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Congress Gives War Choice to the President

October 13, 2002

Re "Congress Backs War on Iraq," Oct. 11: The congressional backing of the resolution giving this president, or any president, the broad power to attack Iraq under the circumstances as presented in President Bush's own recent speech is a potential error of the first magnitude -- even if it is, as some claim, simply an attempt to extract the fullest leverage from other diplomatic initiatives.

Indeed, if this were Hollywood circa 1977 and the initial "Star Wars" trilogy were being developed, it is lamentably clear that the United States would be cast as the Empire and represented by the persona of Darth Vader.

Lewis Redding



Re "CIA Feels Heat on Iraq Data," Oct. 11: When will the citizens catch on that the president is creating the need for a war? He and his advisors want the CIA to create data to support his point of view for war, when most data now suggest there is no reason to rush to battle. Apparently, he thinks we voters are that simple that we will believe all that he says.

After listening to Congress, it appears he could be right. Did you ever wonder why he has pushed this war with such passion and fervor? As an American and a voter, I am frightened.

David W. Berke

Sherman Oaks


I didn't vote for Bush and have no plans to do so in 2004, but if it comes to believing Bush over Saddam Hussein, I go with my American president. If we invade Iraq and Bush is wrong about Hussein having chemicals of mass destruction, then the result will be a few thousand dead Iraqis. If we invade Iraq and Bush was right about Hussein, we saved America and our allies from a fate that would make Sept. 11 look like a picnic in the park. And there'll still be thousands of dead Iraqis. I am not going to shed any tears for dead Iraqi civilians.

President Bush, it sounds like a win-win situation for America.

Rose Bricker



California Democrats voted 24 to 8 against Bush's resolution for preemptive, unilateral attack on Iraq. Reps. Jane Harman, Howard Berman, Adam Schiff, Calvin Dooley, Brad Sherman, Tom Lantos, Ellen Tauscher and Henry Waxman voted for the resolution. I have personally spoken to the staff in Sherman's and Waxman's offices and both reported constituent calls in excess of 90% against the resolution. I am left to wonder whom these so-called "representatives" think they are representing.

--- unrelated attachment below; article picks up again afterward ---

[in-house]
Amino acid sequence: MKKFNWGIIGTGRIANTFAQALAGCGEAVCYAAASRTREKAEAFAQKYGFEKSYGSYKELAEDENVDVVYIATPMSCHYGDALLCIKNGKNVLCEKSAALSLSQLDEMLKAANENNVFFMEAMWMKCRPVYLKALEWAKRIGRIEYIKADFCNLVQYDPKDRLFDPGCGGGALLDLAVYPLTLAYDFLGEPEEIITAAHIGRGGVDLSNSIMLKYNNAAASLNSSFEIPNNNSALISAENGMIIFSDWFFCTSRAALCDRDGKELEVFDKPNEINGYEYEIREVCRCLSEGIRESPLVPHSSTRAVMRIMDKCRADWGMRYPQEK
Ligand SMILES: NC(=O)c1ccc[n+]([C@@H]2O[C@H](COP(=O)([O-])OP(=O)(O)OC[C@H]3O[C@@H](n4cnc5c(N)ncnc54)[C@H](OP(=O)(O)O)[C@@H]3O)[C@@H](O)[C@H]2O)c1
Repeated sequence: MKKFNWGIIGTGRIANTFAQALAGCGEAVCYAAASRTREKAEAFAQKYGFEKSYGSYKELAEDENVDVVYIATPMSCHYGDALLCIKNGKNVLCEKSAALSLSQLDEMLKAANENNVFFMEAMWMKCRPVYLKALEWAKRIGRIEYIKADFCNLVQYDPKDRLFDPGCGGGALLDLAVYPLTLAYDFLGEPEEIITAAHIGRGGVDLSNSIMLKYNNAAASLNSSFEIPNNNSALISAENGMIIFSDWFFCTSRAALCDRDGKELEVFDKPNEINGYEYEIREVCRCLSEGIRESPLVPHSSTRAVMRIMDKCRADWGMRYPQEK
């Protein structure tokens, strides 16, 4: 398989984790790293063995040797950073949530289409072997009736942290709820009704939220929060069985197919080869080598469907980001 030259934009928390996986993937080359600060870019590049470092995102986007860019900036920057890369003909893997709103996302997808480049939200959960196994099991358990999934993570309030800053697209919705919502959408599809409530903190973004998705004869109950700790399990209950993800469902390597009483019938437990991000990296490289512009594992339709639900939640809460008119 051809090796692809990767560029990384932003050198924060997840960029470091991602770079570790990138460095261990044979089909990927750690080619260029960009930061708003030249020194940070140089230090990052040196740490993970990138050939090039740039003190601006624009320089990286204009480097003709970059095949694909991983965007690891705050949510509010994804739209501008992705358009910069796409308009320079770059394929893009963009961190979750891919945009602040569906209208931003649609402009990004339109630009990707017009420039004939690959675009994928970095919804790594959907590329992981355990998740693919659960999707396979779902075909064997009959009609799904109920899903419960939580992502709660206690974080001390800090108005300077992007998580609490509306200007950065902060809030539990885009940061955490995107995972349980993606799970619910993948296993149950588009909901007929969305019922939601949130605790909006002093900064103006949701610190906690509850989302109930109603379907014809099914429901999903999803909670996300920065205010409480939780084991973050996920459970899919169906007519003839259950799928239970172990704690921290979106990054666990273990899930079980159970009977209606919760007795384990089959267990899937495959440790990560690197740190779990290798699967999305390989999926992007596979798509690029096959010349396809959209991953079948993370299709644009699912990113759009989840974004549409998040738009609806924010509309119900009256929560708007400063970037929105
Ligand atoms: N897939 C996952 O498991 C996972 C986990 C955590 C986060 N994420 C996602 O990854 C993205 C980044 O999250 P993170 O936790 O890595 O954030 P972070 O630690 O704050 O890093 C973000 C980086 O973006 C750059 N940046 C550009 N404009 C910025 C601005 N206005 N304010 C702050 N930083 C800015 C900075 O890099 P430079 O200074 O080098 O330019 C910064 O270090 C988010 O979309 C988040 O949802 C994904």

Nathan Britton

Los Angeles


As I listened to the debates from the Senate floor on the resolution to hand over to the president the Congress' power to declare war, a few things became very clear. There have been extraordinarily articulate and eloquent positions taken on both sides of the issue.

However, while America is hunting down terrorist cells and rebuilding Afghanistan, we are also moving headlong toward economic crisis. I hope I am not the only American who recognizes this drumbeat for unilateral, preemptive war on Iraq as a weapon of mass distraction.

David Ohman



Upon reading your Oct. 11 headline, I said, "I'm tired of Congress rolling over like dawgs for the Bush administration." My husband responded, "Presidents get their wars. LBJ had his war. The elder Bush had his little wars. Now this Bush wants his turn." I guess that's the way it is, but I still don't like it.

Martha Strapac



Re letters on Iraq and Hitler: Hitler took over part of Czechoslovakia in 1938, and Britain responded with a policy of appeasement. Saddam Hussein took over Kuwait in 1990 and a United Nations force led by the United States forced him out in 1991. That war has been fought, appeasement is not on the table, the analogy with 1938 is not valid. World War II was won by an international coalition, not by the United States alone. That is a better analogy.

George Tucker

Redondo Beach

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